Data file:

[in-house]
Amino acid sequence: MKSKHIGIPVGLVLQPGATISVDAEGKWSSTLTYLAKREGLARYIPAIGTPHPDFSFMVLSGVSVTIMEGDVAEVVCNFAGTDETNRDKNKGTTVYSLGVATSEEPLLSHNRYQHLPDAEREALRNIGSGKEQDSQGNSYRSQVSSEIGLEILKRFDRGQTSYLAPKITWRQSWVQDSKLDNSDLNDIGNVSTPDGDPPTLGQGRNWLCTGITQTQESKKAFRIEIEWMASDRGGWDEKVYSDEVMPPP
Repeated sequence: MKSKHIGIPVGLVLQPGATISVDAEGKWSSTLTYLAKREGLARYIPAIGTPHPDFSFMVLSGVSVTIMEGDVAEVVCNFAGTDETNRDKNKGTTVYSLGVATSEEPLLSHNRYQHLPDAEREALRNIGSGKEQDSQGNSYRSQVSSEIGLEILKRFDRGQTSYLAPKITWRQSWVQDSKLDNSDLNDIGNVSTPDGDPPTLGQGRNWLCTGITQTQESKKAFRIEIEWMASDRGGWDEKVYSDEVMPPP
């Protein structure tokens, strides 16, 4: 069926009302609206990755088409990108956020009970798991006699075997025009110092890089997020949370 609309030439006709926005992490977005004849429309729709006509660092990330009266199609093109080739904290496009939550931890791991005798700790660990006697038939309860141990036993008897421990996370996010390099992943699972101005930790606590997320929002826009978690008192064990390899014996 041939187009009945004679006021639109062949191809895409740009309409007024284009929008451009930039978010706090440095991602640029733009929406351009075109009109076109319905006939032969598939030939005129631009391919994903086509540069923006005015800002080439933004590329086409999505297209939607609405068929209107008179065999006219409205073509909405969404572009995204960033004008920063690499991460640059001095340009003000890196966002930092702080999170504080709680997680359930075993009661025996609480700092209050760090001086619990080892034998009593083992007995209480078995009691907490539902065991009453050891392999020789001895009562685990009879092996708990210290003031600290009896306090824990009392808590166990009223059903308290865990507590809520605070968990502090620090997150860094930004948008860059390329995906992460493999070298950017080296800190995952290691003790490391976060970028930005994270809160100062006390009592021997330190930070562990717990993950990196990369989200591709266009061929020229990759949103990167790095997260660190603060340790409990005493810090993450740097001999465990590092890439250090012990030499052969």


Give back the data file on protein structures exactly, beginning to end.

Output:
[in-house]
Amino acid sequence: MKSKHIGIPVGLVLQPGATISVDAEGKWSSTLTYLAKREGLARYIPAIGTPHPDFSFMVLSGVSVTIMEGDVAEVVCNFAGTDETNRDKNKGTTVYSLGVATSEEPLLSHNRYQHLPDAEREALRNIGSGKEQDSQGNSYRSQVSSEIGLEILKRFDRGQTSYLAPKITWRQSWVQDSKLDNSDLNDIGNVSTPDGDPPTLGQGRNWLCTGITQTQESKKAFRIEIEWMASDRGGWDEKVYSDEVMPPP
Repeated sequence: MKSKHIGIPVGLVLQPGATISVDAEGKWSSTLTYLAKREGLARYIPAIGTPHPDFSFMVLSGVSVTIMEGDVAEVVCNFAGTDETNRDKNKGTTVYSLGVATSEEPLLSHNRYQHLPDAEREALRNIGSGKEQDSQGNSYRSQVSSEIGLEILKRFDRGQTSYLAPKITWRQSWVQDSKLDNSDLNDIGNVSTPDGDPPTLGQGRNWLCTGITQTQESKKAFRIEIEWMASDRGGWDEKVYSDEVMPPP
């Protein structure tokens, strides 16, 4: 069926009302609206990755088409990108956020009970798991006699075997025009110092890089997020949370 609309030439006709926005992490977005004849429309729709006509660092990330009266199609093109080739904290496009939550931890791991005798700790660990006697038939309860141990036993008897421990996370996010390099992943699972101005930790606590997320929002826009978690008192064990390899014996 041939187009009945004679006021639109062949191809895409740009309409007024284009929008451009930039978010706090440095991602640029733009929406351009075109009109076109319905006939032969598939030939005129631009391919994903086509540069923006005015800002080439933004590329086409999505297209939607609405068929209107008179065999006219409205073509909405969404572009995204960033004008920063690499991460640059001095340009003000890196966002930092702080999170504080709680997680359930075993009661025996609480700092209050760090001086619990080892034998009593083992007995209480078995009691907490539902065991009453050891392999020789001895009562685990009879092996708990210290003031600290009896306090824990009392808590166990009223059903308290865990507590809520605070968990502090620090997150860094930004948008860059390329995906992460493999070298950017080296800190995952290691003790490391976060970028930005994270809160100062006390009592021997330190930070562990717990993950990196990369989200591709266009061929020229990759949103990167790095997260660190603060340790409990005493810090993450740097001999465990590092890439250090012990030499052969």